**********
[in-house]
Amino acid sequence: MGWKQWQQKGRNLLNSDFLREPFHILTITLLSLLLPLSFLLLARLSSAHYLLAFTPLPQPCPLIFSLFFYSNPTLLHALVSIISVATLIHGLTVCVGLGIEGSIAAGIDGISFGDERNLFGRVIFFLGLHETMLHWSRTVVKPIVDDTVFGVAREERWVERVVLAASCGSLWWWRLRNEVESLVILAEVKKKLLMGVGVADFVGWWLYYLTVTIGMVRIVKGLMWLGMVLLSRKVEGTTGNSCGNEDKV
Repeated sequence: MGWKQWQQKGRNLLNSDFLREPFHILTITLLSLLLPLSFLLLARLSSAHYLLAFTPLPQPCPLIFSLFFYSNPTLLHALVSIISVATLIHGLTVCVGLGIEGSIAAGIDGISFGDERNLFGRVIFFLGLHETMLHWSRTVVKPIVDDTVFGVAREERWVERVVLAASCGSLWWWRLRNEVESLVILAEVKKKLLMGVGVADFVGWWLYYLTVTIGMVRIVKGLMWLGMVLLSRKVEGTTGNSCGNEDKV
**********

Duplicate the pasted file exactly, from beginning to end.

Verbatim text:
[in-house]
Amino acid sequence: MGWKQWQQKGRNLLNSDFLREPFHILTITLLSLLLPLSFLLLARLSSAHYLLAFTPLPQPCPLIFSLFFYSNPTLLHALVSIISVATLIHGLTVCVGLGIEGSIAAGIDGISFGDERNLFGRVIFFLGLHETMLHWSRTVVKPIVDDTVFGVAREERWVERVVLAASCGSLWWWRLRNEVESLVILAEVKKKLLMGVGVADFVGWWLYYLTVTIGMVRIVKGLMWLGMVLLSRKVEGTTGNSCGNEDKV
Repeated sequence: MGWKQWQQKGRNLLNSDFLREPFHILTITLLSLLLPLSFLLLARLSSAHYLLAFTPLPQPCPLIFSLFFYSNPTLLHALVSIISVATLIHGLTVCVGLGIEGSIAAGIDGISFGDERNLFGRVIFFLGLHETMLHWSRTVVKPIVDDTVFGVAREERWVERVVLAASCGSLWWWRLRNEVESLVILAEVKKKLLMGVGVADFVGWWLYYLTVTIGMVRIVKGLMWLGMVLLSRKVEGTTGNSCGNEDKV